The Docklands was full of landmarks, the curve of the river defining the Isle of Dogs and making clear the rest. Mudchute Farm was a smudge of green, the collation of Blackheath and Greenwich Park a few footfalls wide. The lines of City Airport were not far beyond, and the white circle of the Millennium Dome. I walked further, to the Deptford Crossing, thronged by Bluewater and neighborhoods and, passing beyond the M25 at last, came to the beginnings of the Thames estuary. A throng of boats teemed the riverway, docks cutting its edges. At last I stook by a striking military installation, a fortified island. Current? Historic? From my height, I could not tell.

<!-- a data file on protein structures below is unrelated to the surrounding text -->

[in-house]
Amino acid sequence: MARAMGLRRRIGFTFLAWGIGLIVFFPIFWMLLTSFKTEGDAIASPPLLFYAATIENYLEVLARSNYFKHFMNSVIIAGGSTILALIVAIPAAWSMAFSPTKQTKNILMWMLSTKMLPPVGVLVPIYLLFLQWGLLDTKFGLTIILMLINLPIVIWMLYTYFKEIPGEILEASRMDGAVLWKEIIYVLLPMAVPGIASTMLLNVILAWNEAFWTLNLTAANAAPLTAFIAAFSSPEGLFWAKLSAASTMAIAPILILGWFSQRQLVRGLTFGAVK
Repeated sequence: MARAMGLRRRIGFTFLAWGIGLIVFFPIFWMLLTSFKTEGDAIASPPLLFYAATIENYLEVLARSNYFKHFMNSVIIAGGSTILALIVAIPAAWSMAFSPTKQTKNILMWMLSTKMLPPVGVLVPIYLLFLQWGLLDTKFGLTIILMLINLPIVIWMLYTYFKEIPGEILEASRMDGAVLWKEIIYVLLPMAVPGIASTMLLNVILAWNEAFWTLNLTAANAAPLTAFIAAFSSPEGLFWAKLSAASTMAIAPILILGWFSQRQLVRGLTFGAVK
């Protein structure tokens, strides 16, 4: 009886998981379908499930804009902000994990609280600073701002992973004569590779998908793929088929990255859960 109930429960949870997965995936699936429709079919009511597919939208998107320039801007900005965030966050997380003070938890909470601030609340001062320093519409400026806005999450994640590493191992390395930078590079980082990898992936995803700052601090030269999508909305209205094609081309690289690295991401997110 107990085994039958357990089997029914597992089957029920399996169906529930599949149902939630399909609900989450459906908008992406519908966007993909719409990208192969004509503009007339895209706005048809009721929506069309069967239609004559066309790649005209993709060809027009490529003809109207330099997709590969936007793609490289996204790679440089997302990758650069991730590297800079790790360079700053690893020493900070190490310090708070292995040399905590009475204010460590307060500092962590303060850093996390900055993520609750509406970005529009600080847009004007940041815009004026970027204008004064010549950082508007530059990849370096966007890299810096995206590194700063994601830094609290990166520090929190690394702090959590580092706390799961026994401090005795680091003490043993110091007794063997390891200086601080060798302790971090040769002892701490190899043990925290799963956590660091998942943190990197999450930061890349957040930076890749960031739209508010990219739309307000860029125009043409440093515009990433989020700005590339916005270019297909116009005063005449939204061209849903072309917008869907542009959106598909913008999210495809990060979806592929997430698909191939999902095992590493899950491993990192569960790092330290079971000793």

Fields of green and brown, smudges of red roofs. I no longer know the parks and motorways of south London as once I did. Ordered in streets and neighborhoods, I could no longer decipher its cities and towns. But there, a row of trees, and here, a curve of stream. Fields and farms, quarries and towns. There is life and green and emptiness within the M25's encircling beltway.
The top of London's City Hall offers good views of the city every way but west. An ever-widening stairway spirals down from its ninth-story summit, a ribbon exploring the atrium which brings sunlight to the government offices. The stairway winds down to a theater, a meeting room, an auditorium of purple. But beneath the flood of that auditorium, down in the building's basement, lies all of London, stretched out in detailed carpeting, the city at the heart of the hall.